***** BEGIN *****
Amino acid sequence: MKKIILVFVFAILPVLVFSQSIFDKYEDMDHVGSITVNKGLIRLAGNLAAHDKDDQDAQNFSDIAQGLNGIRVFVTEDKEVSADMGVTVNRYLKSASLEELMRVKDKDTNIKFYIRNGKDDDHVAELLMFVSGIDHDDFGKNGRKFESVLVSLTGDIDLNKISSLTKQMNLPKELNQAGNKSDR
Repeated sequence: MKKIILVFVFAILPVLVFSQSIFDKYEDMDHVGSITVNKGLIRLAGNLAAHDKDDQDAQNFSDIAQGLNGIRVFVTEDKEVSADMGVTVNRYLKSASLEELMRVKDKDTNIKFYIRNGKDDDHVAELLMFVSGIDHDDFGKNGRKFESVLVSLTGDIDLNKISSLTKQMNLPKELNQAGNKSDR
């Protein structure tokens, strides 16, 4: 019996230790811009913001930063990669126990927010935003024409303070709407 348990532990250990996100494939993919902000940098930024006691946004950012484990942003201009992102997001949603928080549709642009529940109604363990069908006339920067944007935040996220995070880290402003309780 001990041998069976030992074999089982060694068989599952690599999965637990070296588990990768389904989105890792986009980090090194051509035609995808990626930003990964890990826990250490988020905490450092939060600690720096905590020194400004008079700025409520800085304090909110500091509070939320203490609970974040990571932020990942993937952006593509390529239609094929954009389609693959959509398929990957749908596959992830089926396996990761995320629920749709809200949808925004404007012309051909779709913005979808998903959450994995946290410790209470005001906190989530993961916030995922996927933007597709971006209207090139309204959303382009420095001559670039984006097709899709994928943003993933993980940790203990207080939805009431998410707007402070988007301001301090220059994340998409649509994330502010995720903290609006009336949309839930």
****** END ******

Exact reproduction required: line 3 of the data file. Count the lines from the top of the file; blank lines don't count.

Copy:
């Protein structure tokens, strides 16, 4: 019996230790811009913001930063990669126990927010935003024409303070709407 348990532990250990996100494939993919902000940098930024006691946004950012484990942003201009992102997001949603928080549709642009529940109604363990069908006339920067944007935040996220995070880290402003309780 001990041998069976030992074999089982060694068989599952690599999965637990070296588990990768389904989105890792986009980090090194051509035609995808990626930003990964890990826990250490988020905490450092939060600690720096905590020194400004008079700025409520800085304090909110500091509070939320203490609970974040990571932020990942993937952006593509390529239609094929954009389609693959959509398929990957749908596959992830089926396996990761995320629920749709809200949808925004404007012309051909779709913005979808998903959450994995946290410790209470005001906190989530993961916030995922996927933007597709971006209207090139309204959303382009420095001559670039984006097709899709994928943003993933993980940790203990207080939805009431998410707007402070988007301001301090220059994340998409649509994330502010995720903290609006009336949309839930």